Getting a head start on NaNoWriMo

By G. Robert Frazier

I’m starting National Novel Writing Month a day early.

Unlike the official NaNoWriMo goal of 50,000 words in 30 days at 1,666 words per day, I’m targeting 100,000 words at 5,000 per day over 21 days. My weekends are set aside for other projects.

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Image courtesty of surasakiStock at FreeDigitalImages.net

I know, it seems like a lot, especially given the fact that I have been spending most of my writing time working on screenplays. Novels are a whole different animal, so it’ll be interesting to see if I can make the mental switch from writing tightly crafted scenes to more expansive scenes. Though, I can get long-winded at times, so there is that.

Another advantage, or perhaps cheat, is that I won’t exactly be starting cold on my novel.

This is a novel I started a couple years ago but put aside to work on other projects. I’m more than 30,000 words into the novel already and I have already outlined it from beginning to end, so there won’t be a lot of brainstorming involved.  I feel like NaNoWriMo is the perfect opportunity to dust it off and push to the finish.

If I manage just half of my goal, I will still hit NoNo’s 50,000 word goal and reach 80,000 for my WIP overall. So, I’m setting the bar high. The biggest challenge will be embracing the novel as is and not falling into the potential trap of rewriting what I’ve already written, which could wreak havoc on the word count.

I’ve tried NaNoWriMo a time or two previously, but never saw it all the way to the end. I intend to change that this time around.

I’ll be updating my word count at the end of each day here on this blog. I even posted a NaNoWriMo icon and word counter on my home page to mark my progress.

As the month progresses, I hope to chronicle challenges and successes I encounter along the way. But my priority will be on the novel itself, not on blog posts—so it may be next month before I post a recap. It’ll give you something to look forward to.

In the meantime, I challenge and welcome you fellow writers and readers to get in on the action.

NaNoWriMo Tips and Tricks

WIP Wednesday: NaNoWriMo perfect time to finish crime-thriller novel

by G. Robert Frazier

I’m following in the footsteps of another blogger who posts updates on their works in progress every Wednesday. I think it’s a great way to let you know what I’m working on, how I’m going about it, and maybe hold myself accountable to getting something done each week so I’ll have something fresh to write about. So, without further needless introductory verbiage, here goes:

I’ve been working on a crime-thriller novel – River’s End — for a couple years now. The novel writing has been through many surges and stalls, but my goal is to have the first draft done by the end of November. I’m probably 30 percent toward that goal, but I’ve outlined and/or written numerous partial scenes to come that should flow pretty quickly once I set my mind to it.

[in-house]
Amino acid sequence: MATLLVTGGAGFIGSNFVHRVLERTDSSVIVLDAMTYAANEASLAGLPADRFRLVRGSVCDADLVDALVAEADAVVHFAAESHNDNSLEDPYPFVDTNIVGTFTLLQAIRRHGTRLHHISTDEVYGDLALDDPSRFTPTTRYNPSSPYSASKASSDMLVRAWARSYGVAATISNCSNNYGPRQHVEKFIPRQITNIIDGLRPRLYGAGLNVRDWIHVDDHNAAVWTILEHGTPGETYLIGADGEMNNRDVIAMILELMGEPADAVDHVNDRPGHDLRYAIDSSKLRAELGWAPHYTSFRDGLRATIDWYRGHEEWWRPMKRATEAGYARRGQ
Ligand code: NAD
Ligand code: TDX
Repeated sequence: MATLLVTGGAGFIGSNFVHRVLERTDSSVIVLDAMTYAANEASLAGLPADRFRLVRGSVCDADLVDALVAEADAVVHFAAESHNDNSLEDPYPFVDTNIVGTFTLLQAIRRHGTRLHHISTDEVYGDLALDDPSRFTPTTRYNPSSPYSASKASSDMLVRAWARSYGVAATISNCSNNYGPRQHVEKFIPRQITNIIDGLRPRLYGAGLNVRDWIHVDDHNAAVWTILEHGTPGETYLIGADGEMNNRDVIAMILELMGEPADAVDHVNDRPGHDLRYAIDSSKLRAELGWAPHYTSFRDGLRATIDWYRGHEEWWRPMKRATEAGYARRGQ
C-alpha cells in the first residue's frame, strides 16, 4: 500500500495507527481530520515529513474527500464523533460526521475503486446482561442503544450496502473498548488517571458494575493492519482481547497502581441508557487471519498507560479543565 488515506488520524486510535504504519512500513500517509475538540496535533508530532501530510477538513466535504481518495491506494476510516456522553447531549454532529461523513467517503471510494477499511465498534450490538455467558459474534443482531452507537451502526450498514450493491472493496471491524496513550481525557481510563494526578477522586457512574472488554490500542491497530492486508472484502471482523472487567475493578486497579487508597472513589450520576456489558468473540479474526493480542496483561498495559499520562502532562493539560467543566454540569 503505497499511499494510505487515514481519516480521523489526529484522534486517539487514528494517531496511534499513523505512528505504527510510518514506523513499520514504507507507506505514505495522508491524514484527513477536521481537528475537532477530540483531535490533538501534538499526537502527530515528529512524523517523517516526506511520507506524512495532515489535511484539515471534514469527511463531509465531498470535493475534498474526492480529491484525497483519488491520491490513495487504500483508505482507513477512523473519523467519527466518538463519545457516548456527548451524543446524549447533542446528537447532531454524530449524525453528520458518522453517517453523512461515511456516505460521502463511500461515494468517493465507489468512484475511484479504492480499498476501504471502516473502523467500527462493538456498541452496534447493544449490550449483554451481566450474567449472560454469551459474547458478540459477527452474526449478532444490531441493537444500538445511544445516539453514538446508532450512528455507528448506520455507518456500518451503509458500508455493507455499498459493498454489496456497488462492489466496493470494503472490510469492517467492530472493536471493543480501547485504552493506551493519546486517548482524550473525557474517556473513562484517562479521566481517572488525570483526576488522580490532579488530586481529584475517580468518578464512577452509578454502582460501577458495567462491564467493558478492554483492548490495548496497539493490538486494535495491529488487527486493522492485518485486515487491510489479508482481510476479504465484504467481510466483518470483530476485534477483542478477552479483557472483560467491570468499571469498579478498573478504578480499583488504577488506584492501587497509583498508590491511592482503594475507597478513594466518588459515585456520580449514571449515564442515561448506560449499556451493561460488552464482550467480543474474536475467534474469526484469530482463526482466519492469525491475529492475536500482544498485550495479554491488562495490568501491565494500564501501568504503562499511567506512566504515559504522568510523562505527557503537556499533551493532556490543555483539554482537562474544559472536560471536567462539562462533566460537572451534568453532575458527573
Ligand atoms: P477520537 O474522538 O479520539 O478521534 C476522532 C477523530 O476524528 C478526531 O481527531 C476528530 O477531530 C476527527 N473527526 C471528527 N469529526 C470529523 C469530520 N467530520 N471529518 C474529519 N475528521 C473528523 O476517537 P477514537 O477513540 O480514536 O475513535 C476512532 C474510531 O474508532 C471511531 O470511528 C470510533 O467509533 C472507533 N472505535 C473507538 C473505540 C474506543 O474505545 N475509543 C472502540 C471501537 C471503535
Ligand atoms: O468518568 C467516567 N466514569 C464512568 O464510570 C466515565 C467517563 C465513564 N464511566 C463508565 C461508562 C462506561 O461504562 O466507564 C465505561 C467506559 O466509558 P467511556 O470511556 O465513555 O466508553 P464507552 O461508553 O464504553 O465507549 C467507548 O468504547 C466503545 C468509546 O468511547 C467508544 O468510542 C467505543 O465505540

National Novel Writing Month also happens to be in November, so I’m going to use it as the catalyst to completing my novel. NaNoWriMo, as it’s affectionately called, encourages writers to hammer out a novel (or at least a solid start to a novel of 50,000 words) in a month’s time. As I’m already out of the gate, I’m setting my sights on finishing the final 60,000 words of River’s End.

I’ve already introduced all of the main characters – my protagonist, the antagonist, supporting characters, and the like. I’ve got a grisly murder, a teenager who has plunged off a cliff into a river after being attacked by police dogs, a huge stash of hidden drugs, and missing confidential informant for my protagonist to contend with. My Beta readers – which consist of my various writing groups and my brothers – all seem to like the intrigue and building suspense, so that’s encouraging.

I’ve allowed a few other projects to interrupt the actual writing of this novel, but that’s not necessarily a bad thing. At least I’ve been writing. Specifically, I’ve spent a vast amount of time of late on a screenplay I’m writing along with one of my brothers. We’ve finished the first draft and are now in the process of revising/rewriting to strengthen the story and erase any plot holes. We’re happy with how it’s going and eager to get to the finish line. Of course, we say that, but we know that we must also be patient. Great writing can’t be rushed and we’re taking our time to get it right.

I’m also always working on a short story or two. I’ve got a drawer full of them that I go back to from time to time to finesse and rework. My goal is to get at least one short story per month into shape so that it can be entered in a contest or submitted to various markets for publication. Last month I sent one off to the Writer’s Digest Popular Fiction Contest, so we’ll see how that goes.

Until next week, happy writing!